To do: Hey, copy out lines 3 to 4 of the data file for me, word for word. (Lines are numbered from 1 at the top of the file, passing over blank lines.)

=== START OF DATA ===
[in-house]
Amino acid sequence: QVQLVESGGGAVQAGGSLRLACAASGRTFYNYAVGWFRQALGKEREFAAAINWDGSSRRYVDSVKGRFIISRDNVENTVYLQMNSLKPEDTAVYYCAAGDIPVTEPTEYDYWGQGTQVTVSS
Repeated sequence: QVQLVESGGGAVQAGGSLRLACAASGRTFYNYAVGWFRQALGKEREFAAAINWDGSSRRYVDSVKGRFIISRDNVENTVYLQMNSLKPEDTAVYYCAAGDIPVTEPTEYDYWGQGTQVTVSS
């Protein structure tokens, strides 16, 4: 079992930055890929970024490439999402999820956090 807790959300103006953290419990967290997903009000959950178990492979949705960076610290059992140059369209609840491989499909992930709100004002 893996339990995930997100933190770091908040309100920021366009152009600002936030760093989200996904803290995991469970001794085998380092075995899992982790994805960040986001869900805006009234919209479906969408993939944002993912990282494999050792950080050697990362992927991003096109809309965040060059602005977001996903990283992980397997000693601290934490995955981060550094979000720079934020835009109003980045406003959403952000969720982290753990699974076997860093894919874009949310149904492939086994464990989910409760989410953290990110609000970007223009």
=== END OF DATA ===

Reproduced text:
Repeated sequence: QVQLVESGGGAVQAGGSLRLACAASGRTFYNYAVGWFRQALGKEREFAAAINWDGSSRRYVDSVKGRFIISRDNVENTVYLQMNSLKPEDTAVYYCAAGDIPVTEPTEYDYWGQGTQVTVSS
């Protein structure tokens, strides 16, 4: 079992930055890929970024490439999402999820956090 807790959300103006953290419990967290997903009000959950178990492979949705960076610290059992140059369209609840491989499909992930709100004002 893996339990995930997100933190770091908040309100920021366009152009600002936030760093989200996904803290995991469970001794085998380092075995899992982790994805960040986001869900805006009234919209479906969408993939944002993912990282494999050792950080050697990362992927991003096109809309965040060059602005977001996903990283992980397997000693601290934490995955981060550094979000720079934020835009109003980045406003959403952000969720982290753990699974076997860093894919874009949310149904492939086994464990989910409760989410953290990110609000970007223009």